The Post Falls hydroelectric project on the Spokane River in northern Idaho began operating in 1906 to provide power for local industries. The plant continues to generate electricity today, using the same equipment installed more than 100 years ago. Post Falls is this year’s Hydro Hall of Fame inductee.
By Michele M. Drake
In northwestern Idaho, about 9 miles west of Couer de’Alene Lake, the Spokane River splits into three channels, each with a natural falls. Just downstream of the falls, the three channels rejoin. In the late 1800s, pioneer Frederick Post discovered this site and immediately recognized its development potential. He secured rights to the site from the Coeur d’Alene Tribe of Indians and built a sawmill. He also built a dam across the river’s north channel to divert flow to his sawmill. The timber-crib dam was about 20 feet high and several logs thick. Historic photographs show the dam was built using layers of long logs, connected with layers of short logs. The dam did not have head gates, so water flowed over the entire dam during periods of high flow.
In 1902, the mill was destroyed by fire; the dam was undamaged.
Two years later, the newly formed Washington Water Power Company purchased Post’s site and began making plans to develop a hydroelectric facility. The company had already built a hydro plant, Monroe Street, in the city of Spokane, Wash.
The new hydro plant at Post Falls would provide power to mines nearly 100 miles away via the longest high-voltage transmission line in the world.
The company’s development plan for the site was ambitious. The plan called for construction of a dam across each of the three channels at the site. The powerhouse would be constructed in the middle channel, which was the deepest and most confined of the three, with the highest head for energy production. A dam in the middle channel would form the upstream wall of the powerhouse. The dams across the north and south channels would control spill in periods of high flow and maintain water levels in the forebay during times of low flow.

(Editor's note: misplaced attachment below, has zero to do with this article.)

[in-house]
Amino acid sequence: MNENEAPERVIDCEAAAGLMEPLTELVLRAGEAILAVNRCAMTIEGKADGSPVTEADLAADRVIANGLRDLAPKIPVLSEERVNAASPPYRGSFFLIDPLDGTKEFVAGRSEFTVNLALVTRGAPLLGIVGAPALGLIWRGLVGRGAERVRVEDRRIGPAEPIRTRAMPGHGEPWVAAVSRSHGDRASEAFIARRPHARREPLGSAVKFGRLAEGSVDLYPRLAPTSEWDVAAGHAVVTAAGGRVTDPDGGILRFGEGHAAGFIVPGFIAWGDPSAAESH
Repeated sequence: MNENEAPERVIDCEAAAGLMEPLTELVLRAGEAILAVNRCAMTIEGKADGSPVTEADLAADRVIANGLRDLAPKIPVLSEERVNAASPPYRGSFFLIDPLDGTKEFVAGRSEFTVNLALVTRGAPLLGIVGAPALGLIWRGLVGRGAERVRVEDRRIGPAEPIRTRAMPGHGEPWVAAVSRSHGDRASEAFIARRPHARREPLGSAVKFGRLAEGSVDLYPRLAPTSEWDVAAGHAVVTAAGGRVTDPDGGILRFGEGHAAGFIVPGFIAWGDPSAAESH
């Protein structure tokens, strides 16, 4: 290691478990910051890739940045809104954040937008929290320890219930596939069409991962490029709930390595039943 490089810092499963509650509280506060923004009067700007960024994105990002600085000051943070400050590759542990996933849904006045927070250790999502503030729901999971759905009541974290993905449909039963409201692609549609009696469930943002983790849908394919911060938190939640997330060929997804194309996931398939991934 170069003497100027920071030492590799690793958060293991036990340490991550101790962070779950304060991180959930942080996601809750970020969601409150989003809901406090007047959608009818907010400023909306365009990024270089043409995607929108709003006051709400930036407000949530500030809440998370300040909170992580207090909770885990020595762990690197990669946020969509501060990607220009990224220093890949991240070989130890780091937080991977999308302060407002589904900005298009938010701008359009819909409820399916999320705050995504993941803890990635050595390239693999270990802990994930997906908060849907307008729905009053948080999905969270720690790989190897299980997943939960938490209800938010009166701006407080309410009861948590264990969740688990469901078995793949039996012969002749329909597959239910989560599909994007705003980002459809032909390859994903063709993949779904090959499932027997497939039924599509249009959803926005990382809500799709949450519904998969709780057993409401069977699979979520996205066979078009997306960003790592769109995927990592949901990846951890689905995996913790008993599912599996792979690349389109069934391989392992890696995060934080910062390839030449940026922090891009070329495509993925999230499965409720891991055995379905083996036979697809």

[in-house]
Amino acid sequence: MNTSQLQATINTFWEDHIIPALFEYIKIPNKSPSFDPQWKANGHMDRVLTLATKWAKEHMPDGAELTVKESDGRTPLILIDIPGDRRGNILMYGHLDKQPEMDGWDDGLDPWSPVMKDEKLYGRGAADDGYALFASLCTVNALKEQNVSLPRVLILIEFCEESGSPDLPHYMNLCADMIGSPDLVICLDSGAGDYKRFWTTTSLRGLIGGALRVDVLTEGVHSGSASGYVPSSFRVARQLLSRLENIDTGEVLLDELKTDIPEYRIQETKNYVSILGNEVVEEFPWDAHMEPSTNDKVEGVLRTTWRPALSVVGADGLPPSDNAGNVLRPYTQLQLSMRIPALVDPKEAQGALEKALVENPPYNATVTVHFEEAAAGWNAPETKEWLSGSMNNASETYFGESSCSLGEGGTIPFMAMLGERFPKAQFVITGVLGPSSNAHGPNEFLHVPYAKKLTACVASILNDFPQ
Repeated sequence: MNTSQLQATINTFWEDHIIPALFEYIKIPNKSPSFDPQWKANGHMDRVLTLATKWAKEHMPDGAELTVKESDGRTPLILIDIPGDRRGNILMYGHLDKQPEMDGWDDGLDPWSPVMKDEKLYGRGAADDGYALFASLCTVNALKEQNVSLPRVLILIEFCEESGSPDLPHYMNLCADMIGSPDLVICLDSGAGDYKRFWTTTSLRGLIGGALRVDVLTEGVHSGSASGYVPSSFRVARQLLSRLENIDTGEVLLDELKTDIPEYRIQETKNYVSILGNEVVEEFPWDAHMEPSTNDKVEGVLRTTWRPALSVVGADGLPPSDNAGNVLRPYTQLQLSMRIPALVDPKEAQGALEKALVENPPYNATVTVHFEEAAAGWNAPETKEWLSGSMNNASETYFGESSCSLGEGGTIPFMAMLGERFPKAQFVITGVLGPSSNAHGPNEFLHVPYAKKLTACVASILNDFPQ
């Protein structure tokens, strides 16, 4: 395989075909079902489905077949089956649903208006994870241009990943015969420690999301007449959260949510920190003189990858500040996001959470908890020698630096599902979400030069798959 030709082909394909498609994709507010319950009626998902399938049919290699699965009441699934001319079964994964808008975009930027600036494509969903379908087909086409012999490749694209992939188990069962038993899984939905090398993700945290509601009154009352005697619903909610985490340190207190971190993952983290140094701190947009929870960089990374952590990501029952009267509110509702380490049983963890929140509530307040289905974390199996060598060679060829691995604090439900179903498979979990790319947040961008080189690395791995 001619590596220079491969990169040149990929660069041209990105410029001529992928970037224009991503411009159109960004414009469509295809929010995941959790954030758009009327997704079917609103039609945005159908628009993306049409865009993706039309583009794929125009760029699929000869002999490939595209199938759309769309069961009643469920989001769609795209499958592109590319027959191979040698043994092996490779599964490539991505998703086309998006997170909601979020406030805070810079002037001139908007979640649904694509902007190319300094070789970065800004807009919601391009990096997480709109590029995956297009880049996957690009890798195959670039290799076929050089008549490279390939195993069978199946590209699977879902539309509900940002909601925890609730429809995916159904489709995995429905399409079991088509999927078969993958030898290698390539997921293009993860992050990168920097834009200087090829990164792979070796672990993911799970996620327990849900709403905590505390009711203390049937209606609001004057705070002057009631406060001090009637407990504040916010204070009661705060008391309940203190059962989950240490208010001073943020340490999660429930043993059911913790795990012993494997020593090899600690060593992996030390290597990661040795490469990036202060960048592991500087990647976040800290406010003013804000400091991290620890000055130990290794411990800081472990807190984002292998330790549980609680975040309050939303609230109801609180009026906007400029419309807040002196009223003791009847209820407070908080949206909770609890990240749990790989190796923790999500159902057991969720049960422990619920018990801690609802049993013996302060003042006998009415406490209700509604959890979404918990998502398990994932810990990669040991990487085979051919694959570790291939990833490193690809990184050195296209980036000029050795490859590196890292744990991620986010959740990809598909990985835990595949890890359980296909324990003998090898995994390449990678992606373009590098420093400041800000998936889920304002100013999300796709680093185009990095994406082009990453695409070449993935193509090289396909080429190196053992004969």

The wooden dam Post had erected at the site was so well-constructed that Washington Water Power used it as a cofferdam when building the north channel dam. Construction crews bolted the dam’s base to natural rock and to a substructure and filled it with concrete to make a watertight connection to the bedrock channel. The north channel dam features an “L”-shaped spillway with eight 21-foot-wide sluiceways running east and west and one 110-foot-wide sluiceway running north and south, perpendicular to the main river channel.
Once the north channel dam was completed, Washington Water Power turned to the powerhouse and middle and south channel dams.
The middle channel dam – 431 feet long and 31 feet tall – forms the upstream wall of the brick and mortar powerhouse. The 175-foot-long powerhouse was built to house six turbine-generating units. However, only five units, each with a capacity of 2.25 MW, were initially installed – the first three in 1906, the fourth in 1907, and the fifth in 1908. The utility anticipated installing the sixth unit at a later date, when demand increased. (A sixth unit was added in the 1980s, increasing the plant’s capacity to 14.75 MW.)
The dam in the south channel of the river is 78 feet long, with six 13-foot-high, 6-foot-wide gates through which the utility could pass peak flows.
Together, the dams form a 40,600-acre reservoir with the capacity to store 223,100 acre-feet of water. Figure 1 on page 26 shows the site layout.
Washington Water Power completed the three dams and the powerhouse in only two years, no small feat considering that construction technology was limited to horses, manpower, and ingenuity.
Innovation was commonplace during construction. For example, to deliver lumber for forms, carry loads of concrete, lift head gates, and complete other tasks to build the dam, construction crews erected towers and used a trolley system. The tower and trolley system enabled Washington Water Power to build the powerhouse in the middle channel of the river, while allowing for the free passage of water through the north and south channels during spring runoff.